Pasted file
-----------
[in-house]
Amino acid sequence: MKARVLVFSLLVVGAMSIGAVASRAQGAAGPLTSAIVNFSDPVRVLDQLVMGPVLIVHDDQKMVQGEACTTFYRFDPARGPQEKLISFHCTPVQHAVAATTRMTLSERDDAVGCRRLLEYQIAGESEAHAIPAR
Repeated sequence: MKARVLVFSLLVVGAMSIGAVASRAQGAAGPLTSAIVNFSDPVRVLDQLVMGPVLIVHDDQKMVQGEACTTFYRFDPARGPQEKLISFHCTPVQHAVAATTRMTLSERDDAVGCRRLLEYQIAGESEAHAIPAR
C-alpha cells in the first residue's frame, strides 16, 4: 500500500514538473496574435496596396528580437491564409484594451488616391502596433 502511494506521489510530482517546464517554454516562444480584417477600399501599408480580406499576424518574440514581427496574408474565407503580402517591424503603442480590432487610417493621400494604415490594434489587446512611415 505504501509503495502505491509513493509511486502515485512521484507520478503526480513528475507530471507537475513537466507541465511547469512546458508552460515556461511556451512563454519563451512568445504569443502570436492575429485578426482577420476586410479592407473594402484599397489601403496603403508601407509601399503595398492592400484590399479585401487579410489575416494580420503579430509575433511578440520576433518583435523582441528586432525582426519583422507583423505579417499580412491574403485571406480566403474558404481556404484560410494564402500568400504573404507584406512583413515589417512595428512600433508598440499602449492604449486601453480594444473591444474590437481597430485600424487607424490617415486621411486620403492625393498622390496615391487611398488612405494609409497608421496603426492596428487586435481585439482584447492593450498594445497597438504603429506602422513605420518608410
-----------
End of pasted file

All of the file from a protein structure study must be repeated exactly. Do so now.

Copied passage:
[in-house]
Amino acid sequence: MKARVLVFSLLVVGAMSIGAVASRAQGAAGPLTSAIVNFSDPVRVLDQLVMGPVLIVHDDQKMVQGEACTTFYRFDPARGPQEKLISFHCTPVQHAVAATTRMTLSERDDAVGCRRLLEYQIAGESEAHAIPAR
Repeated sequence: MKARVLVFSLLVVGAMSIGAVASRAQGAAGPLTSAIVNFSDPVRVLDQLVMGPVLIVHDDQKMVQGEACTTFYRFDPARGPQEKLISFHCTPVQHAVAATTRMTLSERDDAVGCRRLLEYQIAGESEAHAIPAR
C-alpha cells in the first residue's frame, strides 16, 4: 500500500514538473496574435496596396528580437491564409484594451488616391502596433 502511494506521489510530482517546464517554454516562444480584417477600399501599408480580406499576424518574440514581427496574408474565407503580402517591424503603442480590432487610417493621400494604415490594434489587446512611415 505504501509503495502505491509513493509511486502515485512521484507520478503526480513528475507530471507537475513537466507541465511547469512546458508552460515556461511556451512563454519563451512568445504569443502570436492575429485578426482577420476586410479592407473594402484599397489601403496603403508601407509601399503595398492592400484590399479585401487579410489575416494580420503579430509575433511578440520576433518583435523582441528586432525582426519583422507583423505579417499580412491574403485571406480566403474558404481556404484560410494564402500568400504573404507584406512583413515589417512595428512600433508598440499602449492604449486601453480594444473591444474590437481597430485600424487607424490617415486621411486620403492625393498622390496615391487611398488612405494609409497608421496603426492596428487586435481585439482584447492593450498594445497597438504603429506602422513605420518608410